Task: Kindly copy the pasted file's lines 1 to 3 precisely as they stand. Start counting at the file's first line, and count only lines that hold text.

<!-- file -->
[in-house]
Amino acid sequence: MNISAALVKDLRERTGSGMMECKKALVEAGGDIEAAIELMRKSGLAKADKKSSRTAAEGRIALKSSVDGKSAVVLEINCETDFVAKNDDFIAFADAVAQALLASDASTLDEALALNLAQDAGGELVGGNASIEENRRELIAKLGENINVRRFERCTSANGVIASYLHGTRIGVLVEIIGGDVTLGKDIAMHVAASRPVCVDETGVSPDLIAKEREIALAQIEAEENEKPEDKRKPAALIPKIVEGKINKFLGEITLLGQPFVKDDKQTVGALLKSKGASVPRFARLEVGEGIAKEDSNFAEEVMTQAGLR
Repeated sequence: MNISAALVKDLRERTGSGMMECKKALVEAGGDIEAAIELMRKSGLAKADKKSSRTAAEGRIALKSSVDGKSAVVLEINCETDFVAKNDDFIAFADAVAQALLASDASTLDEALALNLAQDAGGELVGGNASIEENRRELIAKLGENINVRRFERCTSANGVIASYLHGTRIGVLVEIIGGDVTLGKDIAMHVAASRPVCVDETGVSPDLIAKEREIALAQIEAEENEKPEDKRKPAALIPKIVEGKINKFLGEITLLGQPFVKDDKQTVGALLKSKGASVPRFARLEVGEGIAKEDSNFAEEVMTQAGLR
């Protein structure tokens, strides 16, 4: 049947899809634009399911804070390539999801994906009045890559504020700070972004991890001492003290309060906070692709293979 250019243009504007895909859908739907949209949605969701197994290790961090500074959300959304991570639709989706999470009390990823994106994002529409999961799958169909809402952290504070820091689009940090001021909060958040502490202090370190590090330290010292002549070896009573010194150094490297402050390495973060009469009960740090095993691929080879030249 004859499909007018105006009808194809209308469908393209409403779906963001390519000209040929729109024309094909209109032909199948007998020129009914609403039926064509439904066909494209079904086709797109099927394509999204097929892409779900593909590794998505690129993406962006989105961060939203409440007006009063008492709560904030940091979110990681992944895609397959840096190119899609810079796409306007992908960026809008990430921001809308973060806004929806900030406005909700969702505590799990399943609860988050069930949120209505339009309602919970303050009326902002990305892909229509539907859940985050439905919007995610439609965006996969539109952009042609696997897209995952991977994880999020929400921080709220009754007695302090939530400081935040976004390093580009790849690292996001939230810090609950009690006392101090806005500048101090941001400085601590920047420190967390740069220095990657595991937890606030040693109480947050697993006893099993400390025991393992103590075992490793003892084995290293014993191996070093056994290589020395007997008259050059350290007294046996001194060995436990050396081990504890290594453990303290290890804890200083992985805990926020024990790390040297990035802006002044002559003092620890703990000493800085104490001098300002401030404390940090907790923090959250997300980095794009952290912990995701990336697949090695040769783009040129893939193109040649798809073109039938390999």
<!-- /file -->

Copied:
[in-house]
Amino acid sequence: MNISAALVKDLRERTGSGMMECKKALVEAGGDIEAAIELMRKSGLAKADKKSSRTAAEGRIALKSSVDGKSAVVLEINCETDFVAKNDDFIAFADAVAQALLASDASTLDEALALNLAQDAGGELVGGNASIEENRRELIAKLGENINVRRFERCTSANGVIASYLHGTRIGVLVEIIGGDVTLGKDIAMHVAASRPVCVDETGVSPDLIAKEREIALAQIEAEENEKPEDKRKPAALIPKIVEGKINKFLGEITLLGQPFVKDDKQTVGALLKSKGASVPRFARLEVGEGIAKEDSNFAEEVMTQAGLR
Repeated sequence: MNISAALVKDLRERTGSGMMECKKALVEAGGDIEAAIELMRKSGLAKADKKSSRTAAEGRIALKSSVDGKSAVVLEINCETDFVAKNDDFIAFADAVAQALLASDASTLDEALALNLAQDAGGELVGGNASIEENRRELIAKLGENINVRRFERCTSANGVIASYLHGTRIGVLVEIIGGDVTLGKDIAMHVAASRPVCVDETGVSPDLIAKEREIALAQIEAEENEKPEDKRKPAALIPKIVEGKINKFLGEITLLGQPFVKDDKQTVGALLKSKGASVPRFARLEVGEGIAKEDSNFAEEVMTQAGLR